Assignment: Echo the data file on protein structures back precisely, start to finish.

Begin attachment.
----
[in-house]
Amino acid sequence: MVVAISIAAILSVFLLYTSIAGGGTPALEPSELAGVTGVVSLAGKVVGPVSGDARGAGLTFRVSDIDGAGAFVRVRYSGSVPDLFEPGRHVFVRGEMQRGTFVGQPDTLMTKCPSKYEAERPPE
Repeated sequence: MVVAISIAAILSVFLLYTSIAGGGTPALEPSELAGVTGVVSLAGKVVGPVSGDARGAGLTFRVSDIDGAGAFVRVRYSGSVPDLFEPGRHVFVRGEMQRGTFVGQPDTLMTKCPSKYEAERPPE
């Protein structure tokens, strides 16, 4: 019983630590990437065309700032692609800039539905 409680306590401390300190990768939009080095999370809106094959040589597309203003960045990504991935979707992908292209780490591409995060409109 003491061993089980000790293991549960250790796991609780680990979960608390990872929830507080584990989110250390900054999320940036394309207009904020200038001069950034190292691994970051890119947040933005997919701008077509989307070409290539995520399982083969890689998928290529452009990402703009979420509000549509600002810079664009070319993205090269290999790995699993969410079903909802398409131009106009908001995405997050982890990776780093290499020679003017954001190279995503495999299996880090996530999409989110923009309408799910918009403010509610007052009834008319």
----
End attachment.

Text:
[in-house]
Amino acid sequence: MVVAISIAAILSVFLLYTSIAGGGTPALEPSELAGVTGVVSLAGKVVGPVSGDARGAGLTFRVSDIDGAGAFVRVRYSGSVPDLFEPGRHVFVRGEMQRGTFVGQPDTLMTKCPSKYEAERPPE
Repeated sequence: MVVAISIAAILSVFLLYTSIAGGGTPALEPSELAGVTGVVSLAGKVVGPVSGDARGAGLTFRVSDIDGAGAFVRVRYSGSVPDLFEPGRHVFVRGEMQRGTFVGQPDTLMTKCPSKYEAERPPE
């Protein structure tokens, strides 16, 4: 019983630590990437065309700032692609800039539905 409680306590401390300190990768939009080095999370809106094959040589597309203003960045990504991935979707992908292209780490591409995060409109 003491061993089980000790293991549960250790796991609780680990979960608390990872929830507080584990989110250390900054999320940036394309207009904020200038001069950034190292691994970051890119947040933005997919701008077509989307070409290539995520399982083969890689998928290529452009990402703009979420509000549509600002810079664009070319993205090269290999790995699993969410079903909802398409131009106009908001995405997050982890990776780093290499020679003017954001190279995503495999299996880090996530999409989110923009309408799910918009403010509610007052009834008319």